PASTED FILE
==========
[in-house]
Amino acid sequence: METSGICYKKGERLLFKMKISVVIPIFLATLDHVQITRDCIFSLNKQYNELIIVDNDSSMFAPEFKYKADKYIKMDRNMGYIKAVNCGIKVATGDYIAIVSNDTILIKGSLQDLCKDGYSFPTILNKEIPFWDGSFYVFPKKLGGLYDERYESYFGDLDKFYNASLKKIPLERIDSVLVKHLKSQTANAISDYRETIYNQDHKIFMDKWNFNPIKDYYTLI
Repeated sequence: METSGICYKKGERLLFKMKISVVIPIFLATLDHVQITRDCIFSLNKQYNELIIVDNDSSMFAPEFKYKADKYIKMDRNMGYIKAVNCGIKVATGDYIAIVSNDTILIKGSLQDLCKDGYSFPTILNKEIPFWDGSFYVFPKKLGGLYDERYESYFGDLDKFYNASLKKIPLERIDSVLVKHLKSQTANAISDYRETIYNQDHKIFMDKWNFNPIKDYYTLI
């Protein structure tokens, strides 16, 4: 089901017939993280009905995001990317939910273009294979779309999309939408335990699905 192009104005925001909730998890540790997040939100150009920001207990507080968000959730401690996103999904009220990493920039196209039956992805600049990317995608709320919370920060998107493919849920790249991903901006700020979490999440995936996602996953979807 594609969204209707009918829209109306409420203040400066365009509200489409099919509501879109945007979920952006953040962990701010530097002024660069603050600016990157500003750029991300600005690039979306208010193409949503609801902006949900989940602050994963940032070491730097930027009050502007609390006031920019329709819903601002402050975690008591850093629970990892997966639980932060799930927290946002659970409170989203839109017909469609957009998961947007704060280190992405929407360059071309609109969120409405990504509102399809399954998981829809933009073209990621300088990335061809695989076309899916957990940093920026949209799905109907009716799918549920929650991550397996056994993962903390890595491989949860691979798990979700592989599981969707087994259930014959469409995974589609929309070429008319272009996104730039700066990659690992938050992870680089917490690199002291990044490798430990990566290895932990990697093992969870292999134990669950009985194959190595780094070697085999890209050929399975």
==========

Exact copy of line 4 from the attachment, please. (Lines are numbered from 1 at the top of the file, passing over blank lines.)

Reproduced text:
């Protein structure tokens, strides 16, 4: 089901017939993280009905995001990317939910273009294979779309999309939408335990699905 192009104005925001909730998890540790997040939100150009920001207990507080968000959730401690996103999904009220990493920039196209039956992805600049990317995608709320919370920060998107493919849920790249991903901006700020979490999440995936996602996953979807 594609969204209707009918829209109306409420203040400066365009509200489409099919509501879109945007979920952006953040962990701010530097002024660069603050600016990157500003750029991300600005690039979306208010193409949503609801902006949900989940602050994963940032070491730097930027009050502007609390006031920019329709819903601002402050975690008591850093629970990892997966639980932060799930927290946002659970409170989203839109017909469609957009998961947007704060280190992405929407360059071309609109969120409405990504509102399809399954998981829809933009073209990621300088990335061809695989076309899916957990940093920026949209799905109907009716799918549920929650991550397996056994993962903390890595491989949860691979798990979700592989599981969707087994259930014959469409995974589609929309070429008319272009996104730039700066990659690992938050992870680089917490690199002291990044490798430990990566290895932990990697093992969870292999134990669950009985194959190595780094070697085999890209050929399975």